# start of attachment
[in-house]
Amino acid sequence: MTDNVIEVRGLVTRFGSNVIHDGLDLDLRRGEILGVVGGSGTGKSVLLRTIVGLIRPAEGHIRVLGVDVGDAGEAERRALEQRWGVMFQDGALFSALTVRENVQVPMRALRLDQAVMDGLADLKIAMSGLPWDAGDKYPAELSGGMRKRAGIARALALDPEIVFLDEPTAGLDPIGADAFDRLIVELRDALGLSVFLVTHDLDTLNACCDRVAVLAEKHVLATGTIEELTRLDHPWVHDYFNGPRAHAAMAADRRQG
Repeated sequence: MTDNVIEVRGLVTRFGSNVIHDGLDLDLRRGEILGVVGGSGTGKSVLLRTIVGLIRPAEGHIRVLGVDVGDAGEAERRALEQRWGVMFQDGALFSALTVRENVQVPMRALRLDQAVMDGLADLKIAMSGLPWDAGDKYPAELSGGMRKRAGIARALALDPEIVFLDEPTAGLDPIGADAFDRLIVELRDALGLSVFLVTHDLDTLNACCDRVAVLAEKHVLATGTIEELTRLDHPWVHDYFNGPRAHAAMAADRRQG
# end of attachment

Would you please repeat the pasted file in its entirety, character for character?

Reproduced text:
[in-house]
Amino acid sequence: MTDNVIEVRGLVTRFGSNVIHDGLDLDLRRGEILGVVGGSGTGKSVLLRTIVGLIRPAEGHIRVLGVDVGDAGEAERRALEQRWGVMFQDGALFSALTVRENVQVPMRALRLDQAVMDGLADLKIAMSGLPWDAGDKYPAELSGGMRKRAGIARALALDPEIVFLDEPTAGLDPIGADAFDRLIVELRDALGLSVFLVTHDLDTLNACCDRVAVLAEKHVLATGTIEELTRLDHPWVHDYFNGPRAHAAMAADRRQG
Repeated sequence: MTDNVIEVRGLVTRFGSNVIHDGLDLDLRRGEILGVVGGSGTGKSVLLRTIVGLIRPAEGHIRVLGVDVGDAGEAERRALEQRWGVMFQDGALFSALTVRENVQVPMRALRLDQAVMDGLADLKIAMSGLPWDAGDKYPAELSGGMRKRAGIARALALDPEIVFLDEPTAGLDPIGADAFDRLIVELRDALGLSVFLVTHDLDTLNACCDRVAVLAEKHVLATGTIEELTRLDHPWVHDYFNGPRAHAAMAADRRQG